The only real problem with dining in Turkey, for people like me anyway, is the fact that a higher proportion of the population in Turkey enjoy a cigarette, meaning that if you have grown used to enjoying your meal in a smoke free environment lately (depending on where you live of course) you will be taken back to the way things used to be a few years ago, with people literally smoking their heads off between courses.
Restaurant | "Naci Usta Restaurant, Izmir"
The location of this restaurant was superb, set in between the coastal highway and the sea; most of the tables were outside in an open grassy dining area.
The food was excellent. We had fish (which you chose for yourself from the counter) or a Turkish barbecued meat dish. The quality could not have been better. If only I could remember what they were called. In typical Turkish fashion, the almost continual supply of starters and salads begins shortly after you are seated and precedes the main course by at least an hour. This enables diners to make the most of the relaxing surroundings as the sun goes down. Our starters included tomato, mint and onion salad, various breads, a hummus-type dish and aubergine in various tasty guises. My hosts were treating me, so I can only guess at the price, but I'm told Izmir is much cheaper than Istanbul.
Turks are not big on desserts, so we tended to round off our meal either with a Turkish coffee (my own favorite) or a tea, which my Turkish hosts tended to take black and sweet.
The only negative point, more for my fellow diners than for me, was the specter of the Greek football team overcoming tournament favorites the Czech Republic live on the large outdoor TV screen while we ate one night. I happened to be out there at the tail end of Euro 2004. Worse, of course, was to follow on Sunday, as they ended up winning the final with Portugal. A national day of mourning followed ...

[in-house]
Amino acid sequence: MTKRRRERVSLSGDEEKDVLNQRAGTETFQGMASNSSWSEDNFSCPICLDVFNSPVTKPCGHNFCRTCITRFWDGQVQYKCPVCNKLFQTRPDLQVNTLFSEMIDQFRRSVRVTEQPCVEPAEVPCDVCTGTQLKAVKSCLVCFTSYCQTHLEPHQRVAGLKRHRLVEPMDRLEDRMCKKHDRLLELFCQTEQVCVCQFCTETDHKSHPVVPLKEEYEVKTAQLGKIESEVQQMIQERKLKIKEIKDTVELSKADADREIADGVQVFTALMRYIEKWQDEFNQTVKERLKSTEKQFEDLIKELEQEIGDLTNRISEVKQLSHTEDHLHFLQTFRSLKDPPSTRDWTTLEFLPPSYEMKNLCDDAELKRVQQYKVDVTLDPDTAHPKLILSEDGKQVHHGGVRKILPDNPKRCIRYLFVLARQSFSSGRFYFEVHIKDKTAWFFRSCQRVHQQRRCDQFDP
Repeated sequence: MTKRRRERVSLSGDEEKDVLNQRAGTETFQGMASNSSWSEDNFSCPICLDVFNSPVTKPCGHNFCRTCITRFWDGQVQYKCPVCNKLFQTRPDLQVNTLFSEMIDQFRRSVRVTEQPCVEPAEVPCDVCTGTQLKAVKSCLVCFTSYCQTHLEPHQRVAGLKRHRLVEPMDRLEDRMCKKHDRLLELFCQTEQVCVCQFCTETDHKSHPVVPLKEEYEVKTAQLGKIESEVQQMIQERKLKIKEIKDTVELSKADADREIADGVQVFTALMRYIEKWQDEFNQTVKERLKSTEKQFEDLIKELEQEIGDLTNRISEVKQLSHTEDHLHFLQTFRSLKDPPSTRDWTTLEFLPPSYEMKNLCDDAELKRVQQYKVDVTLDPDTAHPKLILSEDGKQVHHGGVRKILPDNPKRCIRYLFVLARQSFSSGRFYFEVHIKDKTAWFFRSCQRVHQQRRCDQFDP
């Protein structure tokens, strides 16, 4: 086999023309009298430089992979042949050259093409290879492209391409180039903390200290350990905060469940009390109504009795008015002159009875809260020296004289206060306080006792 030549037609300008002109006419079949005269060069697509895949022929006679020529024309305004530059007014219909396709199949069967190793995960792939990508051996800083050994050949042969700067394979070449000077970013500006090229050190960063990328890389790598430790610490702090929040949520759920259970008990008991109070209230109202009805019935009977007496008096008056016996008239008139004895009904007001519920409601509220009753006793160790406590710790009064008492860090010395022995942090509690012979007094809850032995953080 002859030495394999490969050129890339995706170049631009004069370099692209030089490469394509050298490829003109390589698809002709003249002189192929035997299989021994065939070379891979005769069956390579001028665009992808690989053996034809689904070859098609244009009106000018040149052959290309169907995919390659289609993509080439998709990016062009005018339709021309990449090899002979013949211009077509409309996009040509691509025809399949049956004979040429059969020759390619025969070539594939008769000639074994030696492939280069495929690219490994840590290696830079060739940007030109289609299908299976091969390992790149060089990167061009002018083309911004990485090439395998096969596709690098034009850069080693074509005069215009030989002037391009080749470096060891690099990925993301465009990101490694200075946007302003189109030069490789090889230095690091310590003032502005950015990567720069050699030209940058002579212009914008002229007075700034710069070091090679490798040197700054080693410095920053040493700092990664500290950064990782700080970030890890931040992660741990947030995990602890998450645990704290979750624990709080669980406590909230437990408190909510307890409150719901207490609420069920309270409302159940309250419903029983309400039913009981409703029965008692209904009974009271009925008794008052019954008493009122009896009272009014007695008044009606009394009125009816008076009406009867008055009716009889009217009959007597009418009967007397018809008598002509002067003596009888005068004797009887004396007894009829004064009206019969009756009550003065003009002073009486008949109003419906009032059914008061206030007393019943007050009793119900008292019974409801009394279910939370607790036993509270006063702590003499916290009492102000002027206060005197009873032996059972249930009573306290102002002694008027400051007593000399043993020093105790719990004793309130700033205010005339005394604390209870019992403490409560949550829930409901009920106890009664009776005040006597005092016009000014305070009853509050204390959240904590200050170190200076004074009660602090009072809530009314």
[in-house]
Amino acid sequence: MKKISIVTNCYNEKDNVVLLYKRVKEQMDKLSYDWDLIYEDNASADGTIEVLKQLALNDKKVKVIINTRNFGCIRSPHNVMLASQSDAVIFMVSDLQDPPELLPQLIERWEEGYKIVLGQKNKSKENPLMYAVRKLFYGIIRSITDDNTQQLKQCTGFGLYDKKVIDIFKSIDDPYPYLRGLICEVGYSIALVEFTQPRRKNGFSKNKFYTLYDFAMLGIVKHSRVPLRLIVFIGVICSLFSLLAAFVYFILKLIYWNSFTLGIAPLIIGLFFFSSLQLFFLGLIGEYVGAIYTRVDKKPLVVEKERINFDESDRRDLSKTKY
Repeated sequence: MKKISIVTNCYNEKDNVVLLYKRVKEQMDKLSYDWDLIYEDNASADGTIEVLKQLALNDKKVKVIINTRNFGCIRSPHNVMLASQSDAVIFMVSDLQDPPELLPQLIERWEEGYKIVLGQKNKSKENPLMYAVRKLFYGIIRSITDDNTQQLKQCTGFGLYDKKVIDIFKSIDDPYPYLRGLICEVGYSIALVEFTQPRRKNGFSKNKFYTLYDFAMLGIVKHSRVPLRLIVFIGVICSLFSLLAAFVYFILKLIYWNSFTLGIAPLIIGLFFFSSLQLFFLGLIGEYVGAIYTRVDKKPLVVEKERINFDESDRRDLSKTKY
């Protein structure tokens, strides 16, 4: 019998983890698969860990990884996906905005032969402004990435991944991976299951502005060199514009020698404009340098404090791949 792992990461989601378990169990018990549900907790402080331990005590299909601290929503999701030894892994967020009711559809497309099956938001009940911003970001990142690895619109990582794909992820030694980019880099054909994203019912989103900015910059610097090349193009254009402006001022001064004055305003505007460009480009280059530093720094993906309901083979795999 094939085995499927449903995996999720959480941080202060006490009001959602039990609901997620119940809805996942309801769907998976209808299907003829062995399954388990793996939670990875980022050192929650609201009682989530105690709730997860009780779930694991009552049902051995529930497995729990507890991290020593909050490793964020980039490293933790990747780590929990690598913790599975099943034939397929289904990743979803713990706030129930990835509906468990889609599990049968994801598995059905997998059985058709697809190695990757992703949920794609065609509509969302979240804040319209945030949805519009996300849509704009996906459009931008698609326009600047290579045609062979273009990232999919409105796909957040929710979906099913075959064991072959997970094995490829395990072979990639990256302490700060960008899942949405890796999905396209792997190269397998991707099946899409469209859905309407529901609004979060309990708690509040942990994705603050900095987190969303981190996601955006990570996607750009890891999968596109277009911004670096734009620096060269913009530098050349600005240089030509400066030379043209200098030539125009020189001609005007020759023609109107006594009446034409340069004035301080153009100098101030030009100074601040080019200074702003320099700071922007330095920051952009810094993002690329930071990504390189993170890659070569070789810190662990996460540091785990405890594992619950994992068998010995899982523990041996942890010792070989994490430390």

Member Rating 5 out of 5 on July 29, 2004
Naci Usta Restaurant
Cesme Yeni Otoyolo No 154/1 Balcova
(232) 239 4101
1. The entry visa: You need a 30 day tourist visa for entry into Turkey. What that means is that on arrival, BEFORE you pass through passport control, you must pay £10 for a little stamp in your passport. A couple of things to watch out for here. Firstly, the little kiosk dishing the stamps out is on the FAR SIDE of the line of 12 or so passport control booths, and there is no signage telling you to go to the visa booth first. That means many people automatically join the lines, wait ages to get to the front, then get told to go and get a stamp and start again. So when you arrive you must WALK PAST all the passport control booths to the little kiosk on the end, get your stamp, THEN join the line. The second thing is that you must pay in your own currency (£, $ etc) and you must pay the EXACT AMOUNT - they don't give change. Worse, if you are travelling as part of a couple and offer a £20 note as payment for both people (i.e. £10 each), for some reason they don't accept this either. They'll keep the £20 for person number 1, then ask for another £10 for person number 2 - you have been warned.
2. Baggage - maybe it was a one-off, but I'd checked my bag through to Izmir, and after passing through passport control, quite by chance, I spotted my bag rotating alone on the carousel. So I rescued it and re-checked it. I can't say how typical this problem is, but again a word of warning.